Twenty20 Internationals (T20Is) v West Indies in the USA: What Should Be India’s Playing XI?

MS Dhoni will have at least one tough selection decision to make when he sits down, along with Anil Kumble, to pick India’s playing XI for the two T20Is, which are to be played on consecutive days (August 27th and 28th, 2016), against the West Indies.

Before the Indian Test side led by Virat Kohli left for the West Indies on July 6th, 2016, to play in a four-Test series which concluded in a disappointing fashion on Monday, there were no talks of India and West Indies playing any limited overs fixtures in the Caribbean or elsewhere. However, following the conclusion of the Antigua Test, officials from the Board of Control for Cricket in India (BCCI) and the West Indies Cricket Board (WICB) met in Florida to discuss the possibility of holding two-three Twenty20 Internationals (T20Is) after the conclusion of the four Tests between West Indies and India.

The availability of the Central Broward Regional Park, which is the solitary ICC certified ODI venue in the United States of America (USA), also had to be enquired about, for India and West Indies to play the games during the last week of August. Ostensibly, WICB enquired the recreation manager of this venue, about the availability for August 28th, a Sunday. The WICB also had to request permission from the ICC, for staging the T20Is between West Indies and India in the USA, where only once before have ICC’s two full-member nations played limited overs games before, with West Indies and New Zealand playing a couple of T20Is in the year 2012.

On the 2nd of August, BCCI confirmed that the two nations would indeed be playing a couple of T20Is against each other, and the Indian squad was announced on August 12th, 2016, three days after the world T20 champions West Indies named their T20I squad for the clashes against India.

With two T20Is to be played on two consecutive days, what will be India’s playing XI for the two T20Is against Carlos Brathwaite’s men? Continue reading.

India’s Playing XI (probable) for the T20Is v West Indies

Before we take a look at India’s probable playing XI for their twin T20Is against West Indies, let us recollect the Indian squad which has been picked: Dhoni (C & WK), Shikhar Dhawan, Rohit Sharma, Virat Kohli, Ajinkya Rahane, Lokesh Rahul, Stuart Binny, Ravindra Jadeja, Ravichandran Ashwin, Amit Mishra, Umesh Yadav, Bhuvneshwar Kumar, Mohammed Shami, and Jasprit Bumrah.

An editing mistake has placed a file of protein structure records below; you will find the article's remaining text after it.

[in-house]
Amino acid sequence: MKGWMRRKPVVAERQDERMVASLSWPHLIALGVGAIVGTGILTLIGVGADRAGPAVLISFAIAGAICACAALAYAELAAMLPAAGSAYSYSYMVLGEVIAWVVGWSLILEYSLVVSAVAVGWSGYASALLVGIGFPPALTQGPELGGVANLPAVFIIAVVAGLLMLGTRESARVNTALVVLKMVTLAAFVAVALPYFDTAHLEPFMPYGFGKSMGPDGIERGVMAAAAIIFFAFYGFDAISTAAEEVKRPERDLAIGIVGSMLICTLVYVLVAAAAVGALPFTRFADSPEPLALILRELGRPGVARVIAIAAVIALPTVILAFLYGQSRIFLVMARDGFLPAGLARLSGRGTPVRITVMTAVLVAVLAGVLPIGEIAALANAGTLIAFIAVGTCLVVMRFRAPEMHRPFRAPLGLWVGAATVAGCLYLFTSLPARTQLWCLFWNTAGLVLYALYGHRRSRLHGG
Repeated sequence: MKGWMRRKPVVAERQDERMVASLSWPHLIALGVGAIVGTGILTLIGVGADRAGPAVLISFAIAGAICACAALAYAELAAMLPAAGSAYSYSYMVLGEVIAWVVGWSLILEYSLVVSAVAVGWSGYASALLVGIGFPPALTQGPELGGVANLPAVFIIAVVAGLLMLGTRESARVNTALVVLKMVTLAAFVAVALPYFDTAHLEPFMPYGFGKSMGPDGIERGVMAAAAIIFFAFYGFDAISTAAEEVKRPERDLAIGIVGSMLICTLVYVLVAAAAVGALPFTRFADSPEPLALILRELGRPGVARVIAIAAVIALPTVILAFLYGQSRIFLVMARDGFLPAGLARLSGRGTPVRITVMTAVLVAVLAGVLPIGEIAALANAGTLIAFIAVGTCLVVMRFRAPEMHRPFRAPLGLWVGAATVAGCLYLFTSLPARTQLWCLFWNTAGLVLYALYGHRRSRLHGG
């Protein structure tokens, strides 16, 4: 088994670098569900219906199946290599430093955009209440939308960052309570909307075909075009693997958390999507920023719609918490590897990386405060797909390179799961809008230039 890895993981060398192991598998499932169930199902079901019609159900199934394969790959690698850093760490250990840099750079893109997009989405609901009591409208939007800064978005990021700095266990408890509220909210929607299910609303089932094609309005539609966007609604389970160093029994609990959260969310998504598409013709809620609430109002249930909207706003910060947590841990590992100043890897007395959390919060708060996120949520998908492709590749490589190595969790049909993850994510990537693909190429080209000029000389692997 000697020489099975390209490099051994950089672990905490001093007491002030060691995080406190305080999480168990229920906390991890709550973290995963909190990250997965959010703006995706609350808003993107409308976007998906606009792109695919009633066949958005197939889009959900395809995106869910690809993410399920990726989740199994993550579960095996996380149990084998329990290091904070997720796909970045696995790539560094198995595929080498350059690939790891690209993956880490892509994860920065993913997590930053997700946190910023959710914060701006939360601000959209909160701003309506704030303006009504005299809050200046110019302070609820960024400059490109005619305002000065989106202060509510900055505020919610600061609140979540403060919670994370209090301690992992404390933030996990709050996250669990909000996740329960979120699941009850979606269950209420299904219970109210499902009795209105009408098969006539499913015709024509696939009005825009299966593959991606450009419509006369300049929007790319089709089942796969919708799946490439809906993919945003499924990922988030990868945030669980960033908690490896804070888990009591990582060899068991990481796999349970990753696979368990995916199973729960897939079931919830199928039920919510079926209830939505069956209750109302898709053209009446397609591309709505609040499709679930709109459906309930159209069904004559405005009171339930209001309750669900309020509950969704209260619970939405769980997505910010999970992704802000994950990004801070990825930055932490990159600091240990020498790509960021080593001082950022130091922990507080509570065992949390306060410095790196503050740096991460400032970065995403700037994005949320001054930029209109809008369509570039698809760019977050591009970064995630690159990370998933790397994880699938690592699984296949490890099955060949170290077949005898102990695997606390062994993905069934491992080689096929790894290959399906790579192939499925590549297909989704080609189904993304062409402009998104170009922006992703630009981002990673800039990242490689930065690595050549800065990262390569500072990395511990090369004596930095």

There have been a few changes from the Indian squads which were picked for the ICC World Twenty20 (WT20) 2016 and the three T20Is against Zimbabwe in Zimbabwe, but this 14-man Indian squad named for the two T20Is versus the West Indies, is strong and versatile nonetheless. Kumble, lest we forget, will coach India’s T20I side for the first time since being appointed India’s coach, and will also meet and discuss tactics, team composition, etc. with the man he passed India’s Test captaincy to in 2008.

Looking ahead to this Saturday and Sunday’s T20Is, I think KL Rahul, who played in every one of India’s six limited-overs games (three ODIs and three T20Is) against Zimbabwe and had a good tour overall, might miss out on a place in India’s playing XI for at least the first T20I on Saturday (August 27th), despite having been in good form during the Tests versus the West Indies. The reason being the returns of S Dhawan and Rohit to India’s T20I side, after this duo were rested for India’s tour of Zimbabwe 2016. S Dhawan and Rohit are likely to be India’s openers, at least for the first T20I.

Kohli will move a place higher to No. 3, which is his position in India’s ODI and T20I sides, than where he batted (No. 4) in the Antigua and Jamaica Tests. Kohli’s selection for both the T20Is is almost certain.

Rahane’s place is almost certain too, given that he is a dynamic fielder and a safe catcher in addition to being a delightful batsman to watch when in full flow. He is likely to slot in at No. 4, a position ahead of where Dhoni will bat, unless the situation demands the Indian ODI and T20I skipper to promote himself and probably come in before Rahane. Dhoni, being a power-hitter and with his inherent ability to clear the boundary, will walk in ahead of Rahane if the top three lay a solid foundation or if the game situation is such that India are in need of momentum and not consolidation.